I can’t believe it’s nearly been a month since I moved to Tokyo! I moved into my own place last week, and I’m starting back at work this week as well, so it feels like I’m finally settling into life here.
Initial impressions of Japan
I’ve been to Japan many times so I wouldn’t say I experienced too much of a culture shock, but in my first week I definitely felt very out of place. At 5’6 I’m not that tall by Australian standards, but I suddenly felt huge here, since the average height is a fair bit shorter in Japan. Everyone also dresses really well so that made me feel even more self-conscious. That feeling has already mostly worn off now though.
However as soon as I open my mouth and have to speak Japanese there is definitely some amount of discomfort. I’m already a bit of a socially awkward person even when speaking in English so trying to speak a language I’m not fluent in doesn’t really help. But the more I speak the better I will get, so a little bit of discomfort is not a bad thing.
I’m a big Disneyland fan so we made sure to go within the first week or two of arriving in Japan. I had been really looking forward to checking out the new Beauty and the Beast ride. Probably due to COVID and to prevent super long lines, you had to get a standby pass for it through the Disney app and come back to line up at a designated time. We arrived about an hour after the park opened so I was a bit worried we might miss out, but luckily we managed to snag a pass for about 8pm at night.
Due to COVID, Disney currently has restrictions on the amount of tickets sold, so the wait times on all the rides were short and we got to go on nearly all of them. I went on my favourite ride, Star Tours, at least 5 times. I’m not a massive Star Wars nerd (I will admit I’ve only seen movies 1, 4, 7 - 9) but it’s a motion simulator ride and they switch out the scenes each time you ride it so it never gets boring.
Trying out airsoft
I figure a good way to make new friends is to pick up a new hobby, so every weekend I’ve been playing airsoft with a group from Meetup.com. For anyone unfamiliar, it involves shooting people with little plastic balls. Similar to paintball, but less painful and without the paint.
Unlike in a video game where you just hold down a button to aim, aiming down a pistol’s sight is actually quite hard and I sucked at it. So the first time I played involved a lot of me hiding behind things, not shooting anyone and then getting shot. The second time around I got to borrow the meetup organiser’s gun which came with a little laser dot sight and this made things infinitely easier.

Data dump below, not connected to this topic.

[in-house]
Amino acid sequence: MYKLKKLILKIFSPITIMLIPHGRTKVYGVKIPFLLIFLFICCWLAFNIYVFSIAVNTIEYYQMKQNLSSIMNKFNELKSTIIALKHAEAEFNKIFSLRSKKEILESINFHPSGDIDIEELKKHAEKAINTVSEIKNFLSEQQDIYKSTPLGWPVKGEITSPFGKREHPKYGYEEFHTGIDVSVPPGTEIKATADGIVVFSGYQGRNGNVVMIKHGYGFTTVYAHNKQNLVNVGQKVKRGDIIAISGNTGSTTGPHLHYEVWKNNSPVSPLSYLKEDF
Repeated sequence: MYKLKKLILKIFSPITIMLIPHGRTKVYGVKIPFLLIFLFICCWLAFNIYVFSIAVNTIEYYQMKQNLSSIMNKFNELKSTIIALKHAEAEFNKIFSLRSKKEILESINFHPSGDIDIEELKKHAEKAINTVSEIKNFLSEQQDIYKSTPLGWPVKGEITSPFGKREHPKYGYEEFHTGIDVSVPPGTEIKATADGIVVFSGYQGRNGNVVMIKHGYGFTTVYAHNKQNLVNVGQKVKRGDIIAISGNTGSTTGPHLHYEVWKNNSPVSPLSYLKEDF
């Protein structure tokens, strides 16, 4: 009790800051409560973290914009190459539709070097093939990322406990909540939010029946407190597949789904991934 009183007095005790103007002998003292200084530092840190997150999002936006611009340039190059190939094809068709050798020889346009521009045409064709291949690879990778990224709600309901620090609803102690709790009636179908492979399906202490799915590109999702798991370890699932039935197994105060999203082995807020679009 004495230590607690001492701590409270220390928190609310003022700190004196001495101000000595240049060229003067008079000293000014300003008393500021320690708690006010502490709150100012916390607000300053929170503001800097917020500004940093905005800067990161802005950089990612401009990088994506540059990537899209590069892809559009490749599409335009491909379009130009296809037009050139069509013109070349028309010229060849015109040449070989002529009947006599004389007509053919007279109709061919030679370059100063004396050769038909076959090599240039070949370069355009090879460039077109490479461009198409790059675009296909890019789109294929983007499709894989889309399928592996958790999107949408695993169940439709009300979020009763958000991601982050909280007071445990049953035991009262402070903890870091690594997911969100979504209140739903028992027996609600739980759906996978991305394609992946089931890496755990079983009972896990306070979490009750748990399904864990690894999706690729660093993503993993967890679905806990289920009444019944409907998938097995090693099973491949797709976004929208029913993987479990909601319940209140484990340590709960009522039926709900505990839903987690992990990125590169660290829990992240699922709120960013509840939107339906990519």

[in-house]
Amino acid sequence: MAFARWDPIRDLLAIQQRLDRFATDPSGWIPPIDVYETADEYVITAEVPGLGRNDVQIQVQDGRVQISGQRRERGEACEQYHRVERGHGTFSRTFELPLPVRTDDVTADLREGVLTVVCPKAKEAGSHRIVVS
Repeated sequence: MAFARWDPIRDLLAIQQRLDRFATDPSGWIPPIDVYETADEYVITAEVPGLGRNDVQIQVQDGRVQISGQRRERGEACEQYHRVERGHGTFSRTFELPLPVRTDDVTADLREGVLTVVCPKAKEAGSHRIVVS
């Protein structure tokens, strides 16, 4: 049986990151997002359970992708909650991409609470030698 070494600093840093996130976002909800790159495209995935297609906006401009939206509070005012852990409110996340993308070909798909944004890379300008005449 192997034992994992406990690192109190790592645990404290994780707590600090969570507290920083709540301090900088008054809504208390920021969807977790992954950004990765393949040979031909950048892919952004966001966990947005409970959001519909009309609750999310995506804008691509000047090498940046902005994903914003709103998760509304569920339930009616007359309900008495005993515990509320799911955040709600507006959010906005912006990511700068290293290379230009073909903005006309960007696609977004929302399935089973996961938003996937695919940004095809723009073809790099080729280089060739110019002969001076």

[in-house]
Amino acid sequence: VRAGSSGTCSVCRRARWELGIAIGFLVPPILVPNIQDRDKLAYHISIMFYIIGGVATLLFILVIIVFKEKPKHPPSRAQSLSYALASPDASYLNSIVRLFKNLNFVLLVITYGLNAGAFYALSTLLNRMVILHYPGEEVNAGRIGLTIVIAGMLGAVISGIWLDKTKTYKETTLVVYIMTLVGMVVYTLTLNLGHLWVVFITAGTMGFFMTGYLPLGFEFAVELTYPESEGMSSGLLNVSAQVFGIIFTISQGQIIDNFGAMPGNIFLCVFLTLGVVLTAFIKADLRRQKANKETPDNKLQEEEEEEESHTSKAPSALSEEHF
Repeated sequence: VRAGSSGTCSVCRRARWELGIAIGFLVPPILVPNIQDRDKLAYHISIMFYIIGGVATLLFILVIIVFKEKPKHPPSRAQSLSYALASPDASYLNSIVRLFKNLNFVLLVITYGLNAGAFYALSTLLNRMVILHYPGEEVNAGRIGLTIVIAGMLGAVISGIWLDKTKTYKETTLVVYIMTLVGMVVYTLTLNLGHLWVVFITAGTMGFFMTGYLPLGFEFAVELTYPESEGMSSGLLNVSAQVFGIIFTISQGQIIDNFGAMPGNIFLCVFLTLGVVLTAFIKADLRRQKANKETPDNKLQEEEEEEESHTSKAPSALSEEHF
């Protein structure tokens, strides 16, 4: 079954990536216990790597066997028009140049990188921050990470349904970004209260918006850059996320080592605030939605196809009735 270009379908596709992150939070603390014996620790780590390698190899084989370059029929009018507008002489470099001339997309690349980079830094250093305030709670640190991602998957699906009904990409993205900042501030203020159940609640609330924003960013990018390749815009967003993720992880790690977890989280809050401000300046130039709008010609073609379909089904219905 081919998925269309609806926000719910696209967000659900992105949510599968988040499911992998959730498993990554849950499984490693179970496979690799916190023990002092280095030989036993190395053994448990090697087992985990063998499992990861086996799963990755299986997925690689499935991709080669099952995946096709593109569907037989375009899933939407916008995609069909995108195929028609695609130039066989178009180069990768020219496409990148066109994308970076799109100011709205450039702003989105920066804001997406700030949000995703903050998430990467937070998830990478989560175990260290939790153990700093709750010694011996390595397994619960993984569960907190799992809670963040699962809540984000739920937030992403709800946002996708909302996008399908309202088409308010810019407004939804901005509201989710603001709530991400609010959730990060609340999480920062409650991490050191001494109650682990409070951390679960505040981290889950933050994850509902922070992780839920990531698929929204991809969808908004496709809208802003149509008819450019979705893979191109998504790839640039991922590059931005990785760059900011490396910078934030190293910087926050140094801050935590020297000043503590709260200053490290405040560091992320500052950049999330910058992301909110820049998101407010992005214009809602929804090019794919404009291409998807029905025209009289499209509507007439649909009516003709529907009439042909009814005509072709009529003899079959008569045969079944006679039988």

I think half the fun of airsoft is customising your gun and dressing up. Some people do a full military cosplay, I’ve seen a guy wearing a business suit (not advisable, he got hit in the balls and did not look to be having a fun time afterwards), and even a badass-looking lady wearing a DEA outfit. I’m definitely hooked on airsoft now so I’m planning on buying my own gun sometime soon.
Hiking Mt Takao
I’ve been keen to get into hiking as well, so one weekend I met up with another meetup group and we “climbed” Mt Takao. The easiest path to the top is fully paved, so it was less of a climb and more of a leisurely walk to the summit (elevation 599m).
Before arriving in Japan I had been walking 5 - 10kms a day so it felt very refreshing to be able to get back into some sort of exercise. I’ve bought some hiking shoes now so I’m looking forward to tackling something harder next.
Finding an apartment
Apartment hunting is quite a slow-moving process in Japan. In Australia, real estate agents are keen to get you into an apartment ASAP, presumably so owners can get more rental money out of their apartment, but for whatever reason in Japan they like to take their sweet time to sort things out. I found an apartment that I liked within the first couple of days, and then I had to wait 2+ weeks before I found out that I had gotten the place.
I spent the last 5 years in Australia living with Ikea furniture from my uni student days so I’m keen to finally buy some nice furniture and figure out this whole interior decorating thing. The downside of buying nice furniture means that it takes forever to arrive, so I’m currently living with a very minimalist setup.
I’m also itching to buy a PS5 so I can play Horizon Forbidden West, although there’s still a PS5 shortage (which I wasn’t expecting in Japan of all places) so I’m not too sure when I’ll be able to get my hands on one.
And that wraps up my first blog post in Japan! In a way it felt like the last couple of weeks involved a lot of twiddling my thumbs waiting for the apartment hunting process to move along, but I’ve managed to pick up a new hobby or two and have met a lot of great people along the way so things are looking pretty good.